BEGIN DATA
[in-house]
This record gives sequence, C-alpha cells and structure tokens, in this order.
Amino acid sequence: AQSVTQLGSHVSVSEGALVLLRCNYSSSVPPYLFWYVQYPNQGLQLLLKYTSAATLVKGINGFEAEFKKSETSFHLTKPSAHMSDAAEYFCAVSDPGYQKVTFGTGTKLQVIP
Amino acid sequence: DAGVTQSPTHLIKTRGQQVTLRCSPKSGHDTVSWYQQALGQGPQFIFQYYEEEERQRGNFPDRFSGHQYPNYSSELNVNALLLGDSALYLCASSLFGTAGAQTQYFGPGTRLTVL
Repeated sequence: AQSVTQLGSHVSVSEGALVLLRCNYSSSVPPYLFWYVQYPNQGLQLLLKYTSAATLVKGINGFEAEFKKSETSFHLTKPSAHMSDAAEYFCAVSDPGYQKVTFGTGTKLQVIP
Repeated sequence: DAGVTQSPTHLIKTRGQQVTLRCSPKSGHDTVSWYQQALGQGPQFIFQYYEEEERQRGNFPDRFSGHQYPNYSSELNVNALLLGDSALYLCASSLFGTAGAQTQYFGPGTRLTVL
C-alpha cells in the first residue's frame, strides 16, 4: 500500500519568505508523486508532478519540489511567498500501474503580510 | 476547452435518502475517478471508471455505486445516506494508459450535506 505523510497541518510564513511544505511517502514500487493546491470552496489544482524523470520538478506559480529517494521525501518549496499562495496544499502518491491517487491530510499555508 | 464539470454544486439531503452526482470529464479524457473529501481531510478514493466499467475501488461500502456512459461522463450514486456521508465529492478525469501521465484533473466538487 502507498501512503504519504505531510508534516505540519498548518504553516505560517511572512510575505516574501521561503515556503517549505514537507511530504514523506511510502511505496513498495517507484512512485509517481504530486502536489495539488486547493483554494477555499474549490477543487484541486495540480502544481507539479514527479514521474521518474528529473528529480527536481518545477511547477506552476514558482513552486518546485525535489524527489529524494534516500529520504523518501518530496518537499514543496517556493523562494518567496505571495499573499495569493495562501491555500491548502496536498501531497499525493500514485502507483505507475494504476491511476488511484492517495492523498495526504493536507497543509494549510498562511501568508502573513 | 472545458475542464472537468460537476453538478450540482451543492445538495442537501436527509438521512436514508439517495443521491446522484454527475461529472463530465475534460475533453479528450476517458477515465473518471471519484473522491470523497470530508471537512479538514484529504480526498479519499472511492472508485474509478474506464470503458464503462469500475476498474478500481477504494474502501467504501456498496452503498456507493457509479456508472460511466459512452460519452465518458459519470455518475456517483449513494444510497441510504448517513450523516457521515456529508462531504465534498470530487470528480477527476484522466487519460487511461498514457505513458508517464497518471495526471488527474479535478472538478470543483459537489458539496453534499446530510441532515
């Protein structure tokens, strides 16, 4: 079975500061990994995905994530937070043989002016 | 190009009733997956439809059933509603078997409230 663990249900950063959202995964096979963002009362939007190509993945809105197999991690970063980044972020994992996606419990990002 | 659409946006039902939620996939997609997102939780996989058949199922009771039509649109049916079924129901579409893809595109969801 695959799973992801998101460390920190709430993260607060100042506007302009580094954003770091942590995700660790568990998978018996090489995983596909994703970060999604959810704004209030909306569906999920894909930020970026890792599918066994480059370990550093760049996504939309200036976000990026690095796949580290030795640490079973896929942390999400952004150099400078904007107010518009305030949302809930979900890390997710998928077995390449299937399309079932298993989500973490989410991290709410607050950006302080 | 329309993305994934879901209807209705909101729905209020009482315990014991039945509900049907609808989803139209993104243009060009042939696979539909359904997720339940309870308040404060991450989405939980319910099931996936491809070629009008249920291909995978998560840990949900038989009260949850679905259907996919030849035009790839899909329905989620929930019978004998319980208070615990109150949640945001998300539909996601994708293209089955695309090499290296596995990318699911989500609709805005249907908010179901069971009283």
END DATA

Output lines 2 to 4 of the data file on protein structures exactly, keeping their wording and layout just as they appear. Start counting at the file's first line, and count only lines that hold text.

This record gives sequence, C-alpha cells and structure tokens, in this order.
Amino acid sequence: AQSVTQLGSHVSVSEGALVLLRCNYSSSVPPYLFWYVQYPNQGLQLLLKYTSAATLVKGINGFEAEFKKSETSFHLTKPSAHMSDAAEYFCAVSDPGYQKVTFGTGTKLQVIP
Amino acid sequence: DAGVTQSPTHLIKTRGQQVTLRCSPKSGHDTVSWYQQALGQGPQFIFQYYEEEERQRGNFPDRFSGHQYPNYSSELNVNALLLGDSALYLCASSLFGTAGAQTQYFGPGTRLTVL